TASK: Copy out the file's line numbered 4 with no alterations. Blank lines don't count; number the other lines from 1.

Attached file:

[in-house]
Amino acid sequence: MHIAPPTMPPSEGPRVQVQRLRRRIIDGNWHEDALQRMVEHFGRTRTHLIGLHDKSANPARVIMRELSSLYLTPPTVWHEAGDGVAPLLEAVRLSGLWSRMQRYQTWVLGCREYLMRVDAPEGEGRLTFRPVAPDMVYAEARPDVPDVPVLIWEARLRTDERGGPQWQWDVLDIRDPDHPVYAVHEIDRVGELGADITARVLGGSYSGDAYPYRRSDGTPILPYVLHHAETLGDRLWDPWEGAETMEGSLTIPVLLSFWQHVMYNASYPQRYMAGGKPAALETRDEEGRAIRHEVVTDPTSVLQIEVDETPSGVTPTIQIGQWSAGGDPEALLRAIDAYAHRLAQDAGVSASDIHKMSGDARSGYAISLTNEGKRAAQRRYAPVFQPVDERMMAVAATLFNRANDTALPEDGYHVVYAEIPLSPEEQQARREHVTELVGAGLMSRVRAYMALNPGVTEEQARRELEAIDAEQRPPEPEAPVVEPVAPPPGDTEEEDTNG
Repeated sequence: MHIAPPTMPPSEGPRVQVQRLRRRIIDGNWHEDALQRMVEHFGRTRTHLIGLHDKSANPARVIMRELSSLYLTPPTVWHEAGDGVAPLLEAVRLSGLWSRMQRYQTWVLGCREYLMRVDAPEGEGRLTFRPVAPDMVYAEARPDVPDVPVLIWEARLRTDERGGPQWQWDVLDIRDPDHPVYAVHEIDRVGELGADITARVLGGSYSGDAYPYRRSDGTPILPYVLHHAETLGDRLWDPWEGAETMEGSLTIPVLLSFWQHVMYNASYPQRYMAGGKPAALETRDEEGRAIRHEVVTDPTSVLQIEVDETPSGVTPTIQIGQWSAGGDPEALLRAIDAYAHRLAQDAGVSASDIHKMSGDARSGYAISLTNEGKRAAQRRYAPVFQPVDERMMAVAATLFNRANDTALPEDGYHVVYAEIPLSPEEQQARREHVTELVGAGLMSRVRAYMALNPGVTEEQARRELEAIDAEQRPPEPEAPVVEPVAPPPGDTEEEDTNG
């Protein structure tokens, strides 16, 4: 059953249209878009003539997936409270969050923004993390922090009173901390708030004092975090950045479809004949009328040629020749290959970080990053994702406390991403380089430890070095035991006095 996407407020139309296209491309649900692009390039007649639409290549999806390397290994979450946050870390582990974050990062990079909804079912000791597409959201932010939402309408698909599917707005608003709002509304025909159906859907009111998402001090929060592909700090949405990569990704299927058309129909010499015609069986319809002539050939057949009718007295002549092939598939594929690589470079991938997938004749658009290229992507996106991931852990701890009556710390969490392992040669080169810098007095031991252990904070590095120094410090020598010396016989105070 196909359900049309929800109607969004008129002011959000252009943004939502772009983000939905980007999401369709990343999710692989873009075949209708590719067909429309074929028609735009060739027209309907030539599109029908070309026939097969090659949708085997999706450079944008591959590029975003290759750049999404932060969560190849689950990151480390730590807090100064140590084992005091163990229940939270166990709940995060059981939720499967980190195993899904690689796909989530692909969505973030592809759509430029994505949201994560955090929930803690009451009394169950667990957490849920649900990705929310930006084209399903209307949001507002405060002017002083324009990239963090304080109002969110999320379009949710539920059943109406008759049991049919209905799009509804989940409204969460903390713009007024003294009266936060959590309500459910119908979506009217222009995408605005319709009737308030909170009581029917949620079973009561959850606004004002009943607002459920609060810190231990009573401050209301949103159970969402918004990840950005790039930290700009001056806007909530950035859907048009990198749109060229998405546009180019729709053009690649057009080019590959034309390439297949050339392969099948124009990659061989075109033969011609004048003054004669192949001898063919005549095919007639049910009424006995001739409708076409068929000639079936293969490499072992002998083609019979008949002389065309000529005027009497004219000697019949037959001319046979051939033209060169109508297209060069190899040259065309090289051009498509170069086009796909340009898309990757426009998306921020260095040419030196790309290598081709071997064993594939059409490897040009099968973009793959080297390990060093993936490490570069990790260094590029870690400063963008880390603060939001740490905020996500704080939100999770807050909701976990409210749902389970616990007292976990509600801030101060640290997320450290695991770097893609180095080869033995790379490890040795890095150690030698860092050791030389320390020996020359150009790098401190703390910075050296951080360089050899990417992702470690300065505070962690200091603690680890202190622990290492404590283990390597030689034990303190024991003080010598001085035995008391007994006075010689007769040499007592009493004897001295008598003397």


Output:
């Protein structure tokens, strides 16, 4: 059953249209878009003539997936409270969050923004993390922090009173901390708030004092975090950045479809004949009328040629020749290959970080990053994702406390991403380089430890070095035991006095 996407407020139309296209491309649900692009390039007649639409290549999806390397290994979450946050870390582990974050990062990079909804079912000791597409959201932010939402309408698909599917707005608003709002509304025909159906859907009111998402001090929060592909700090949405990569990704299927058309129909010499015609069986319809002539050939057949009718007295002549092939598939594929690589470079991938997938004749658009290229992507996106991931852990701890009556710390969490392992040669080169810098007095031991252990904070590095120094410090020598010396016989105070 196909359900049309929800109607969004008129002011959000252009943004939502772009983000939905980007999401369709990343999710692989873009075949209708590719067909429309074929028609735009060739027209309907030539599109029908070309026939097969090659949708085997999706450079944008591959590029975003290759750049999404932060969560190849689950990151480390730590807090100064140590084992005091163990229940939270166990709940995060059981939720499967980190195993899904690689796909989530692909969505973030592809759509430029994505949201994560955090929930803690009451009394169950667990957490849920649900990705929310930006084209399903209307949001507002405060002017002083324009990239963090304080109002969110999320379009949710539920059943109406008759049991049919209905799009509804989940409204969460903390713009007024003294009266936060959590309500459910119908979506009217222009995408605005319709009737308030909170009581029917949620079973009561959850606004004002009943607002459920609060810190231990009573401050209301949103159970969402918004990840950005790039930290700009001056806007909530950035859907048009990198749109060229998405546009180019729709053009690649057009080019590959034309390439297949050339392969099948124009990659061989075109033969011609004048003054004669192949001898063919005549095919007639049910009424006995001739409708076409068929000639079936293969490499072992002998083609019979008949002389065309000529005027009497004219000697019949037959001319046979051939033209060169109508297209060069190899040259065309090289051009498509170069086009796909340009898309990757426009998306921020260095040419030196790309290598081709071997064993594939059409490897040009099968973009793959080297390990060093993936490490570069990790260094590029870690400063963008880390603060939001740490905020996500704080939100999770807050909701976990409210749902389970616990007292976990509600801030101060640290997320450290695991770097893609180095080869033995790379490890040795890095150690030698860092050791030389320390020996020359150009790098401190703390910075050296951080360089050899990417992702470690300065505070962690200091603690680890202190622990290492404590283990390597030689034990303190024991003080010598001085035995008391007994006075010689007769040499007592009493004897001295008598003397």